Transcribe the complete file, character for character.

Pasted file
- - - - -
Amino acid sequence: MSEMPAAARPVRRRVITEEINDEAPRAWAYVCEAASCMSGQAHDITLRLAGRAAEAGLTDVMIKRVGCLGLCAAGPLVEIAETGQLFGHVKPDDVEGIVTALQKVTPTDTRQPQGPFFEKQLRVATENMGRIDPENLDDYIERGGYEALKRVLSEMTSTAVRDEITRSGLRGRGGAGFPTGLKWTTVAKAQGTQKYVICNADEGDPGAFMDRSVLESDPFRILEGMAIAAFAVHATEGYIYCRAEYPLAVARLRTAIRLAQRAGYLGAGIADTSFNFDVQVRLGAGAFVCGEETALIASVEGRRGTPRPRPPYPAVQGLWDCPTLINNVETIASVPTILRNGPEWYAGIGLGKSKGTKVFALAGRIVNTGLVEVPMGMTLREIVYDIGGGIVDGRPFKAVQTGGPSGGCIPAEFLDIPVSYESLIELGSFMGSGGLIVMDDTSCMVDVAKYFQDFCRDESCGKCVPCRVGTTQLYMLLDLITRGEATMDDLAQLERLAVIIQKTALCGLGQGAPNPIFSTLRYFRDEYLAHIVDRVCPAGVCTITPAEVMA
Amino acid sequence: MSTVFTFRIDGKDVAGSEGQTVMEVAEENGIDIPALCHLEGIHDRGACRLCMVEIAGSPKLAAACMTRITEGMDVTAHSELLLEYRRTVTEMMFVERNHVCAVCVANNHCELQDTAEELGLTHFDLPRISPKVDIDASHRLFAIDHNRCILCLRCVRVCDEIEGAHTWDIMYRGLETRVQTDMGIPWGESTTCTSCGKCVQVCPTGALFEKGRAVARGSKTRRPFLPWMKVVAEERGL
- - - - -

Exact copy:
Amino acid sequence: MSEMPAAARPVRRRVITEEINDEAPRAWAYVCEAASCMSGQAHDITLRLAGRAAEAGLTDVMIKRVGCLGLCAAGPLVEIAETGQLFGHVKPDDVEGIVTALQKVTPTDTRQPQGPFFEKQLRVATENMGRIDPENLDDYIERGGYEALKRVLSEMTSTAVRDEITRSGLRGRGGAGFPTGLKWTTVAKAQGTQKYVICNADEGDPGAFMDRSVLESDPFRILEGMAIAAFAVHATEGYIYCRAEYPLAVARLRTAIRLAQRAGYLGAGIADTSFNFDVQVRLGAGAFVCGEETALIASVEGRRGTPRPRPPYPAVQGLWDCPTLINNVETIASVPTILRNGPEWYAGIGLGKSKGTKVFALAGRIVNTGLVEVPMGMTLREIVYDIGGGIVDGRPFKAVQTGGPSGGCIPAEFLDIPVSYESLIELGSFMGSGGLIVMDDTSCMVDVAKYFQDFCRDESCGKCVPCRVGTTQLYMLLDLITRGEATMDDLAQLERLAVIIQKTALCGLGQGAPNPIFSTLRYFRDEYLAHIVDRVCPAGVCTITPAEVMA
Amino acid sequence: MSTVFTFRIDGKDVAGSEGQTVMEVAEENGIDIPALCHLEGIHDRGACRLCMVEIAGSPKLAAACMTRITEGMDVTAHSELLLEYRRTVTEMMFVERNHVCAVCVANNHCELQDTAEELGLTHFDLPRISPKVDIDASHRLFAIDHNRCILCLRCVRVCDEIEGAHTWDIMYRGLETRVQTDMGIPWGESTTCTSCGKCVQVCPTGALFEKGRAVARGSKTRRPFLPWMKVVAEERGL